Student raises diabetes awareness

Chloe FraserSound Telegraph
Matilda, 2, Amy, Ella, 11, and Kaya Fairman, 10 with Trisha Krestensen.
Camera IconMatilda, 2, Amy, Ella, 11, and Kaya Fairman, 10 with Trisha Krestensen. Credit: Chloe Fraser

For Makybe Rise Primary School Year 6 student Ella Fairman, living with type 1 diabetes means controlling her blood sugar levels by wearing a permanent insulin pump and closely monitoring her diet.

Her diagnosis about two years ago came as a shock to Ella and her mother Amy, who admitted the family had “no idea” about the symptoms associated with the auto-immune disease.

“We went to visit a friend... she noticed Ella was drinking lots of water, so she decided to prick her finger,” Mrs Fairman said.

“Normal blood sugar levels are between 4 to 5 . . . when we tested her the machine just said ‘high’ which would have to be over 22 to get that reading.

“So then we got her tested again at the hospital and she was 32, which was dangerously high and she was diagnosed with type 1 diabetes.

“We didn’t understand what it meant or what it would involve.

“When first diagnosed she had up to seven injections a day depending on what she ate.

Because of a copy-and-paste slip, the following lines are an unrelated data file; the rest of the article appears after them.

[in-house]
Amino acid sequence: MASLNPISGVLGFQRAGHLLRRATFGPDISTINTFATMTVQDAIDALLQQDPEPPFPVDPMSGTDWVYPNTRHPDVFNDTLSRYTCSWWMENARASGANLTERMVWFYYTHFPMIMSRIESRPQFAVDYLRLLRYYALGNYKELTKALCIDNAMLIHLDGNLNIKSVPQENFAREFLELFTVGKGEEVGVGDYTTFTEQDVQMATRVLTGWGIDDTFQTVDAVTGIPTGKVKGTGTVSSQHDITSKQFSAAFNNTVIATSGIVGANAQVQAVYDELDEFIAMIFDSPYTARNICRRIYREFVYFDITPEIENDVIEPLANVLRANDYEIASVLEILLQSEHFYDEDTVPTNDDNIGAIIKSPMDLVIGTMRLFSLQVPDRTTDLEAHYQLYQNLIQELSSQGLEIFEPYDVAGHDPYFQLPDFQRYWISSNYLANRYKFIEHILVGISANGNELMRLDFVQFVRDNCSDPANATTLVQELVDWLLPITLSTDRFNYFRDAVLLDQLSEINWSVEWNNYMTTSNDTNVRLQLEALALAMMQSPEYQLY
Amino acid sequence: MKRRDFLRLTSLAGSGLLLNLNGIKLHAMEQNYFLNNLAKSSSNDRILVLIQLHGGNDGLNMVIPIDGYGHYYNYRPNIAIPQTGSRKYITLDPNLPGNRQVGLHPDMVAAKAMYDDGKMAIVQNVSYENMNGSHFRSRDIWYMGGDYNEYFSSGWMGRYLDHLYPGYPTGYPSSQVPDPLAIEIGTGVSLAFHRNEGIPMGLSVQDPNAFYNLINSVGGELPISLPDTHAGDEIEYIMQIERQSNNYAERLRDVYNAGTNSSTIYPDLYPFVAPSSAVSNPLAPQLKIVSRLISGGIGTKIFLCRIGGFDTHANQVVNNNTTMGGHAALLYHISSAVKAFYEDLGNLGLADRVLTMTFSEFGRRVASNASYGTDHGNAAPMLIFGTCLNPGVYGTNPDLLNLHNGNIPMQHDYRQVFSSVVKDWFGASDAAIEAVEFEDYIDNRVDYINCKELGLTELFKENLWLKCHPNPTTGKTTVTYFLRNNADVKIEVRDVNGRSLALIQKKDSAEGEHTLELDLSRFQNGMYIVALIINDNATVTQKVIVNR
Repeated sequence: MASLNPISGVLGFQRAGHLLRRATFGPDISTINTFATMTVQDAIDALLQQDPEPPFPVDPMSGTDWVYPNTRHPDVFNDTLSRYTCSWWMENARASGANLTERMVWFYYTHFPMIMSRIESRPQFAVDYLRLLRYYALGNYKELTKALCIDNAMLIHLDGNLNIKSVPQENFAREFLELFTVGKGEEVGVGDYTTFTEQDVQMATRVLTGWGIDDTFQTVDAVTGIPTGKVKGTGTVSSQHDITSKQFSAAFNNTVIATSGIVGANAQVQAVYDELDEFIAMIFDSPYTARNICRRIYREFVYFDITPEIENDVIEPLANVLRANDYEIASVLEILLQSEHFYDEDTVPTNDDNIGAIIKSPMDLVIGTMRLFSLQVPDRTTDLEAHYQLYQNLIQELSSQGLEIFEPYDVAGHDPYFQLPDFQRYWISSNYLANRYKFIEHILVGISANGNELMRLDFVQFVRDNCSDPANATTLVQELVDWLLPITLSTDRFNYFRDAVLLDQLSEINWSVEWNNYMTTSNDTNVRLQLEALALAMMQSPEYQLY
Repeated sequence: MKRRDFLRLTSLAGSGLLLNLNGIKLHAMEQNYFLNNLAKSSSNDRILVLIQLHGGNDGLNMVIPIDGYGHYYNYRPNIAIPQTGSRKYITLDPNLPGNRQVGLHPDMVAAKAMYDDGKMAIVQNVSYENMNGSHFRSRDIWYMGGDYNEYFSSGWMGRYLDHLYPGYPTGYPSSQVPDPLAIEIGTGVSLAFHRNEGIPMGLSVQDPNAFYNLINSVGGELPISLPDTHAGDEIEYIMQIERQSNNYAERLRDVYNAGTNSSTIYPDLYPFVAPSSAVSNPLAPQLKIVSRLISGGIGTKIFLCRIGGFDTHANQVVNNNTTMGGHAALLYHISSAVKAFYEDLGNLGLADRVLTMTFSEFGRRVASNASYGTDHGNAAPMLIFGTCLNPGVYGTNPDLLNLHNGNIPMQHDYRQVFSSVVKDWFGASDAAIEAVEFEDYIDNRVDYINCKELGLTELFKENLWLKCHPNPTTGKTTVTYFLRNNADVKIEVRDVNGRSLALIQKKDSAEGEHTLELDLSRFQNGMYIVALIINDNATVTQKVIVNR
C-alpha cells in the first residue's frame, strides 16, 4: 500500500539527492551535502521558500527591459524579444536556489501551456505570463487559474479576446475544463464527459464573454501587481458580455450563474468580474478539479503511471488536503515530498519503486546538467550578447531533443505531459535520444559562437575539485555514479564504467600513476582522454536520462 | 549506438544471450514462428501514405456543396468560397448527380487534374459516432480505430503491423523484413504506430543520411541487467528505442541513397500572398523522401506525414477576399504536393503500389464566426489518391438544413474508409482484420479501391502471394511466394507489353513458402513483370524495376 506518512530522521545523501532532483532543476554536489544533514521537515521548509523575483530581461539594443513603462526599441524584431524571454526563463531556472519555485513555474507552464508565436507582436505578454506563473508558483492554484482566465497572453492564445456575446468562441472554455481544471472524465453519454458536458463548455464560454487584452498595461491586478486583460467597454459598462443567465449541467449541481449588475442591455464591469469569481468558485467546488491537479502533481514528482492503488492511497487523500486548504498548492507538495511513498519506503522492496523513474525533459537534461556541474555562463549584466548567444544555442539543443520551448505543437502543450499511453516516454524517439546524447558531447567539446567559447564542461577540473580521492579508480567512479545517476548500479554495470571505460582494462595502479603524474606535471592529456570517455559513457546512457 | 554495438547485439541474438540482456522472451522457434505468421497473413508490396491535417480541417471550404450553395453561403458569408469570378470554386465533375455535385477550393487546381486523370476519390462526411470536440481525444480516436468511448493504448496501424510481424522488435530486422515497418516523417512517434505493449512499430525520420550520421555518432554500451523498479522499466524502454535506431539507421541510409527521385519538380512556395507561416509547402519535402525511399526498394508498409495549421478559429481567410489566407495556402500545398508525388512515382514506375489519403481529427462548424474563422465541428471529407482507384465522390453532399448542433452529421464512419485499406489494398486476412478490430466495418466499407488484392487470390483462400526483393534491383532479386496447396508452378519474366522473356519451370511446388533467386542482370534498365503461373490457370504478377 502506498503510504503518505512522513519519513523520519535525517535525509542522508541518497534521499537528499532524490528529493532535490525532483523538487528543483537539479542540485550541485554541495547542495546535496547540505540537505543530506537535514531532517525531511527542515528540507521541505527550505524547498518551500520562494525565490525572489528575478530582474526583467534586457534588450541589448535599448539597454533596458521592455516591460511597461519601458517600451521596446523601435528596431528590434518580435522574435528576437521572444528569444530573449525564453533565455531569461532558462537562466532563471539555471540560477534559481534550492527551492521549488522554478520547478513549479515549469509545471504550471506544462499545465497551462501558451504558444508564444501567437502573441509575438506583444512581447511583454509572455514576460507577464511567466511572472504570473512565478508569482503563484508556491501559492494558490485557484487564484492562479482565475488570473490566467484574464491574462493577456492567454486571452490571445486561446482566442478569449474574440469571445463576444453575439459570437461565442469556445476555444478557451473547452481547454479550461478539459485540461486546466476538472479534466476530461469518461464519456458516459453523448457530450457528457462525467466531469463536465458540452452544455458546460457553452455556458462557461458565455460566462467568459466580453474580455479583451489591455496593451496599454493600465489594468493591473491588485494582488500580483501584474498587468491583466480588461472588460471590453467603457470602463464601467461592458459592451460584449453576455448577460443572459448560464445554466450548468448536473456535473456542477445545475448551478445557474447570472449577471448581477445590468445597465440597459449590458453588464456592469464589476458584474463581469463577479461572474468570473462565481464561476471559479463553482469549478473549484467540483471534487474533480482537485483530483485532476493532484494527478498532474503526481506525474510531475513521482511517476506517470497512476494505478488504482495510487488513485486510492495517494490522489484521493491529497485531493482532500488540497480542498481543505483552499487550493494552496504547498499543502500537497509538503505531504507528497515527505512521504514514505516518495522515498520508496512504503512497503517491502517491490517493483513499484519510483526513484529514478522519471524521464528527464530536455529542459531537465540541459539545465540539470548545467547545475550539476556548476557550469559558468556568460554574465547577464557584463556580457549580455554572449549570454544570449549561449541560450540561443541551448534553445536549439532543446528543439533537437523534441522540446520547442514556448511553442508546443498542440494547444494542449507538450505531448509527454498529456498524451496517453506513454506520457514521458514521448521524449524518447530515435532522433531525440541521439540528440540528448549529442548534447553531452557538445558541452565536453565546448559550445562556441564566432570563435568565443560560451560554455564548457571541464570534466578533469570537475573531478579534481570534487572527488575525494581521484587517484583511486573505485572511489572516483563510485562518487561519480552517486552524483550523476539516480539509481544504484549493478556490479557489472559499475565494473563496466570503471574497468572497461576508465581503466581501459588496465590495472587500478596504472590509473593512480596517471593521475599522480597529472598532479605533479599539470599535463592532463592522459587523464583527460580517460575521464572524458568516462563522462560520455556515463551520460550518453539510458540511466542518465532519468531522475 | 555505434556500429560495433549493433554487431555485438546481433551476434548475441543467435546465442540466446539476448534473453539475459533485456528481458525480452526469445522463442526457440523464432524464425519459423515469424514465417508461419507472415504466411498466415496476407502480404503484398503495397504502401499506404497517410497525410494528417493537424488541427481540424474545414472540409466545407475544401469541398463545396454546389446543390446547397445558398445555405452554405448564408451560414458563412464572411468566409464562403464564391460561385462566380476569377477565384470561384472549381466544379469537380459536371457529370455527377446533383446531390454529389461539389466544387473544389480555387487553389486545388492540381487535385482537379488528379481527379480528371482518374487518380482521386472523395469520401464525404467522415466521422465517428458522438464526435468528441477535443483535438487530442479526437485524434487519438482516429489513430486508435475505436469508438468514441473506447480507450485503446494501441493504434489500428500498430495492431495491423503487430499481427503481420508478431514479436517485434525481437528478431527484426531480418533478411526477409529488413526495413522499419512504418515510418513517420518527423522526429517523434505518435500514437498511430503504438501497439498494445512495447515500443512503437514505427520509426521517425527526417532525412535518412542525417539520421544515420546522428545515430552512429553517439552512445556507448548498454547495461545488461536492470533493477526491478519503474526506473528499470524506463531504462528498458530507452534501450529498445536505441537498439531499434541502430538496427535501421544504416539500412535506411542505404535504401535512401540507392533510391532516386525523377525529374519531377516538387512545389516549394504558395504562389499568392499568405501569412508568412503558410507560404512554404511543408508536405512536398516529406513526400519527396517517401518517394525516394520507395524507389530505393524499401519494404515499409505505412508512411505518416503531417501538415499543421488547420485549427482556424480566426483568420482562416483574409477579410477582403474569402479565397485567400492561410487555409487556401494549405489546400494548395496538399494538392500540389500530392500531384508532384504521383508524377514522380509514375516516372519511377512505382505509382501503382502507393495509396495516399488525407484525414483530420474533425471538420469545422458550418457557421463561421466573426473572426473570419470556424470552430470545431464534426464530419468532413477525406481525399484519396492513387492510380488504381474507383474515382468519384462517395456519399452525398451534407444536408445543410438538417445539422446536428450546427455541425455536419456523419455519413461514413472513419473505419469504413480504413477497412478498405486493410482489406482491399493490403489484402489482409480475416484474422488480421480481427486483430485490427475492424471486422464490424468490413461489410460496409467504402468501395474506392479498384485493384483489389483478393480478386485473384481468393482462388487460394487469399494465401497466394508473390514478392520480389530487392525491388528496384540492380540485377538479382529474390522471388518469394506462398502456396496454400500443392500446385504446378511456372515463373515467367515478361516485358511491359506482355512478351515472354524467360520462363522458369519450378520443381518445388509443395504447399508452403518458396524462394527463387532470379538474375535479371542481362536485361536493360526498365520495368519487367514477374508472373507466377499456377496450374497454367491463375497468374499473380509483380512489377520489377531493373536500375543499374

“Now she has a permanent insulin pump, which she only has to change every three days.

“We just really want to raise awareness. Lots of people get confused between type 1 and type 2 diabetes and what it means.”

On November 4 Ella held a diabetes awareness day at her school to mark World Diabetes Day on November 14.

The students wore blue on the day and each brought a gold coin donation, raising $762 for the Type 1 Diabetes Family Centre in Perth.

“The type 1 family centre has been a great support to our family and so many others who live daily with this disease,” Mrs Fairman said.

“We were really looking forward to this day and bringing awareness of type 1 diabetes to our community and raising some much-needed funds for the centre.”

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